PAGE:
Haley (p.77) maintains that native stingless bees,

"do not visit many plants that are low to the ground such as clover. However, they do seem quite at home in a variety of trees including all types of Eucaplypts, Angophora Corymbia and Bloodwoods… [the] Illawarra flame tree and Queensland bottle tree.

They love paperbark, especially the large Weeping Paperbark (Melaleuca leucadendra) cultivar. If I only planted one tree for bees, this would be the one. They [also] love Macadamia, Grasstrees (Xanthorrhoea Australia), Grevillia, Bottle Brush and Lilly Pilly."

Bush Tucker & Bush Medicine - Queensland

Through extensive literature review, we found that 135 medicinal plants native to Queensland… used customarily as medicines by Aboriginal people of Queensland… are used for treating 62 different diseases, especially skin infections. Since these medicinal plants are also used as bush food and are rarely studied using the Western scientific protocols, there is a huge potential for bioprospecting and bush food industry.

These plants belong to three plant groups - angiosperms, gymnosperms, and pteridophytes - and represent a total of 53 families and 103 genera… Of the 135 species of Queensland medicinal plants 62 species are trees, followed by herbs (26 species), shrubs (22 species), climbers (16 species), epiphytes and grasses (4 species each), and palm-like (3 species).
(Turpin, G. et al. Aboriginal medicinal plants of Queensland. 10 August 2022.

A plethora of coastal plants that are indigenous to the Gold Coast, Queensland (also referred to as The Great Swamp by early European settlers) have provided the Kombumerri Ngarang-Wal people, the traditional custodians of the Gold Coast region, with sources of Bush Tucker, Bush Medicine, Bush Tools and Bush Crafts for at least two millennia.

An amazing diversity of coastal vegetation grows throughout south-east Queensland, from strandline grass communities to littoral rainforest. Much of the original vegetation has been disturbed or destroyed by development. Land degradation has resulted in wind erosion, coastal recession, loss of Aboriginal sites and destruction of coastal flora and fauna. Weed incursion, sand mining and inappropriate recreational usage all impact on coastal plants.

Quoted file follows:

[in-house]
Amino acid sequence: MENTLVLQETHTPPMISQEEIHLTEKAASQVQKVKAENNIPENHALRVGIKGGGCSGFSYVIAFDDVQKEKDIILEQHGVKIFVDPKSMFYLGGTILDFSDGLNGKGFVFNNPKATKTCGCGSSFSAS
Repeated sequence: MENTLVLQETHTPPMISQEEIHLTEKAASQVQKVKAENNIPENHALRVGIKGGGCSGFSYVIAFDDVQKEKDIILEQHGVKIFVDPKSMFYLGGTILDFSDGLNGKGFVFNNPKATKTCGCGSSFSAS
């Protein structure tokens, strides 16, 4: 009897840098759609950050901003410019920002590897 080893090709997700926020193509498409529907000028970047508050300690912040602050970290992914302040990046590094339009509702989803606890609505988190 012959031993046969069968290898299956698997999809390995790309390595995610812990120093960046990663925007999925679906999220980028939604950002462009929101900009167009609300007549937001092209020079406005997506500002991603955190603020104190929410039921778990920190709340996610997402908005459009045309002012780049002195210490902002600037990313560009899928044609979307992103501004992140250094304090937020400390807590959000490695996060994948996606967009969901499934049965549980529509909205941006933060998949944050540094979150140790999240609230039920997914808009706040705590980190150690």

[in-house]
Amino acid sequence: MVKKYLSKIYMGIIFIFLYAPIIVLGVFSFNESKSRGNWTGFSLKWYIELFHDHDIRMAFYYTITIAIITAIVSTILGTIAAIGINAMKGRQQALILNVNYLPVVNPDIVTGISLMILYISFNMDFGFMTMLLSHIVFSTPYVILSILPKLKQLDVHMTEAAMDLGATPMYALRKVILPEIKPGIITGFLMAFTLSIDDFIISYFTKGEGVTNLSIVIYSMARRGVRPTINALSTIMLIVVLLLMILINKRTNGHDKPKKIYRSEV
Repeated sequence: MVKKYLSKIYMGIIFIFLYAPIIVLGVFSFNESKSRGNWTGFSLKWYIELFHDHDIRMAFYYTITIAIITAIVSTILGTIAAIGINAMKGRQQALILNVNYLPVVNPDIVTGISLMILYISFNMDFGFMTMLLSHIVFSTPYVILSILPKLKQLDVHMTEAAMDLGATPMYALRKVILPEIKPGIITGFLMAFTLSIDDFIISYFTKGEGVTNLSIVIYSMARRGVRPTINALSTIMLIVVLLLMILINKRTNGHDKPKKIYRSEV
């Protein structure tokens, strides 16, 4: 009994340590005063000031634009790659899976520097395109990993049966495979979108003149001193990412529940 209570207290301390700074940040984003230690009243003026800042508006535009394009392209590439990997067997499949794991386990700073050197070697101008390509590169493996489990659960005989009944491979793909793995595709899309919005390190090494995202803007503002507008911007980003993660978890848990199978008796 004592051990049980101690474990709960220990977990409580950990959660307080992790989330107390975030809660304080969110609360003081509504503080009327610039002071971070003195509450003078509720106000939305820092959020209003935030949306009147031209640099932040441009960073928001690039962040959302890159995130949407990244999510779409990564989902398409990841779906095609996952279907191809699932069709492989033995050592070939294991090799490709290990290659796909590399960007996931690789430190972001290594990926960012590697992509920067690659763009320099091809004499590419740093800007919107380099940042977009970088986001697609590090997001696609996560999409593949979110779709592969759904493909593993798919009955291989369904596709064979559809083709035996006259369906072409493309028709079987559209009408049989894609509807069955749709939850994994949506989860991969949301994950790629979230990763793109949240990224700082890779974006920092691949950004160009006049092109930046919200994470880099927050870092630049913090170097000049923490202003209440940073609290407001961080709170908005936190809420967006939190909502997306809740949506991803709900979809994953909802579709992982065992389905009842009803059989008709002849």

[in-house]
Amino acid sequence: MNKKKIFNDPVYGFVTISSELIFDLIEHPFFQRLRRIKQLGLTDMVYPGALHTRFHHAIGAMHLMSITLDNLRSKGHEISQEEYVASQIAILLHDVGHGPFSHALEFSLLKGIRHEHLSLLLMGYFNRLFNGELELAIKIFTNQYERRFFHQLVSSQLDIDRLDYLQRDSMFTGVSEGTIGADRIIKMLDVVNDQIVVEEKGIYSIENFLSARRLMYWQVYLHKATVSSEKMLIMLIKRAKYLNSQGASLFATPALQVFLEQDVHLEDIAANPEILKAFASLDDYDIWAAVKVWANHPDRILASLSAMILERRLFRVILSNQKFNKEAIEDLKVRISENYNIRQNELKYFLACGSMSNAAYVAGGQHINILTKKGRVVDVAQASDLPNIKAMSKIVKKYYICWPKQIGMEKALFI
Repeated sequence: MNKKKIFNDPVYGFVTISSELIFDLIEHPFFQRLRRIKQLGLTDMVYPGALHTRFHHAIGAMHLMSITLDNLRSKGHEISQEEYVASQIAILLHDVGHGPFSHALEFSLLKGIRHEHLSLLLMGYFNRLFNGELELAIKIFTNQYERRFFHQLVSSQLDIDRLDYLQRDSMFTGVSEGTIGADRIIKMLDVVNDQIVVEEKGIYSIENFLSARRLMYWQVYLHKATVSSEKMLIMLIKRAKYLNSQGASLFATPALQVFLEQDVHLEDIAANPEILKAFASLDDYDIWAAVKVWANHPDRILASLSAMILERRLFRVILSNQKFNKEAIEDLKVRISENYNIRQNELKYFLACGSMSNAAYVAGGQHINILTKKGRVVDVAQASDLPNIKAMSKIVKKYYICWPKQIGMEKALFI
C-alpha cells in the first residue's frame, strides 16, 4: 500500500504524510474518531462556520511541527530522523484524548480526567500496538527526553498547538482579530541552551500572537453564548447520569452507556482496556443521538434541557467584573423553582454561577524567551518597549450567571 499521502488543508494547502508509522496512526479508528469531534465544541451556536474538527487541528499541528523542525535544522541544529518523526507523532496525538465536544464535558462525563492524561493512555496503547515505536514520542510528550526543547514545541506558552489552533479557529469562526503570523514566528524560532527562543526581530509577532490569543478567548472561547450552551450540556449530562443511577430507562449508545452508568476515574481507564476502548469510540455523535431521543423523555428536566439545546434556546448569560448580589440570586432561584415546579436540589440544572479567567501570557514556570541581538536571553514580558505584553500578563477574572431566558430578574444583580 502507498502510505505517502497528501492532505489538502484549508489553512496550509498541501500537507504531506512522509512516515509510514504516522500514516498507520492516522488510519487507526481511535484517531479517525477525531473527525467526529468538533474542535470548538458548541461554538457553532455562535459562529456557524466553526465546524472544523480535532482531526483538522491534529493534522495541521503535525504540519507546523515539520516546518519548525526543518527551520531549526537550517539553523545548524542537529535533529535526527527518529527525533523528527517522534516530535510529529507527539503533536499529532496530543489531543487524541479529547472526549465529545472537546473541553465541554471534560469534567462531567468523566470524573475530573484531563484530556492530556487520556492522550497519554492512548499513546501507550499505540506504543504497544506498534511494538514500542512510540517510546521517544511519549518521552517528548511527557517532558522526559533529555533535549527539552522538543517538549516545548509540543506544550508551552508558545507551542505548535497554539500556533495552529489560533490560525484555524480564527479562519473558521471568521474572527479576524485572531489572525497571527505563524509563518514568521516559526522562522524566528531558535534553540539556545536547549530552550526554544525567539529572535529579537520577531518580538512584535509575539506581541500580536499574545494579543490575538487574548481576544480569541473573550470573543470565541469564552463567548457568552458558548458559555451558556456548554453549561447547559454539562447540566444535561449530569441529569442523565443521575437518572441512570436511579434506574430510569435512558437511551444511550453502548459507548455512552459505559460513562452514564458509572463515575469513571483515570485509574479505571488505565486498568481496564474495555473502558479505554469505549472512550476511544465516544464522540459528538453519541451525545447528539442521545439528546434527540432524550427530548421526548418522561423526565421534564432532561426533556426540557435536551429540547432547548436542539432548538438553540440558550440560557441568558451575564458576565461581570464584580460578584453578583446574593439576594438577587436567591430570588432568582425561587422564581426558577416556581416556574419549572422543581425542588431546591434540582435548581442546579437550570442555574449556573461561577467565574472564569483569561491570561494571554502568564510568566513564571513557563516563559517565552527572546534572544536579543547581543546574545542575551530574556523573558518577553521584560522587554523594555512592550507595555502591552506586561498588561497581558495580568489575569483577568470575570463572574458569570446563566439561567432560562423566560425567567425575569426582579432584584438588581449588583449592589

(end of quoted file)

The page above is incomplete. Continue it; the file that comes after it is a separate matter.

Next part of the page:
(Coastal Plant - Pocket Guide The Gold Coast. GU & CoGC. Eds. Peta Williams & Kirkpatrick S., 2009)

aerial view of The Spit

At the location known on the Gold Coast as The Southport Spit, on the northern coastal fringe of the heavily developed high-rise concrete canyons of Surfers Paradise, community groups have fought for decades to keep the last natural dune system on the Gold Coast safe from commercial development, sand mining, golf courses, private marina, hotel, casino, high-rise apartment and cruise ship terminal proposals.

A community coastal planting program by the community group Friends of Federation Walk (headed by local resident Lyn Wright) has been successful in stabilising the 3.5 kilometre coastal dune system on the ocean (eastern) side of The Spit that separates the Nerang River estuary, known as The Broadwater, from the Pacific Ocean.

Due to prolonged community activism, over 100 hectares of The Spit is now preserved under the Queensland Government Land Act 1994 as Federation Walk Coastal Reserve for "park, environment, coastal management and beach preservation purposes."

In addition to providing wildlife habitat, roosting, foraging and nesting sites for endangered and protected flora, avian and fauna species (Loggerhead and Green Sea Turtles; White-bellied Sea-Eagles, Eastern Curlews, Swamp She-Oaks etc), Federation Walk Coastal Reserve now hosts numerous coastal plants that prior to colonial settlement would have provided sources of bush tucker, medicine, tools and crafts for the Kombumerri Ngarang-Wal people across 'The Great Swamp', now known as the City of Gold Coast (CoGC).

Turtle and Diver

A sample of the plants currently growing on the coastline of the City of Gold Coast includes:

Beach Bean
Canavalia rosea
cook seeds but toxic if raw
Coastal Banksia
Banksia intergrifolia
eat nectar and blossoms soaked in water
seed cones used as hairbrush
Coastal Wattle
Acacia sophgorae
eat roasted seeds
Hibiscus tiliaceus
shade tree; fibrous bark to make dilly bags, nets and ropes
Cypress Pine
Callitris columellaris
make spears and use tree resin to join spearheads to the shaft
Flax Lily
Dianella congesta
eat raw berries; pound and roast the roots
fibrous leaves to make nets, traps and baskets
fibrous leaves to make waistbands
Gidee Gidee
Abrus precatorious (TOXIC)
poisonous seeds used to decorate implements and make necklaces
Horsetail She-Oak
Casuarina equisetifolia
bark used as antiseptic, anti-inflammatory, gastritis, hemostatic, and for healing burns and toothache
chew foliage to quench thirst; children chew immature fruit
Macaranga tanarius
wrap food in leaves for cooking
soft timber used to make light fishing spears
fibre to make twine and handicrafts
Lomandra longifolia
eat the white base of the leaves
leaves used to make dilly bags and baskets
leaves torn into strips for weaving
Midgin/Midyim Berry
Austromyrtus dulcis
Berry is important food source, eaten raw
Pandanus tectorius
eat base of leaves and slender seeds after treatment
leaves to weave dilly bags, baskets and sieves
leaves to make armlets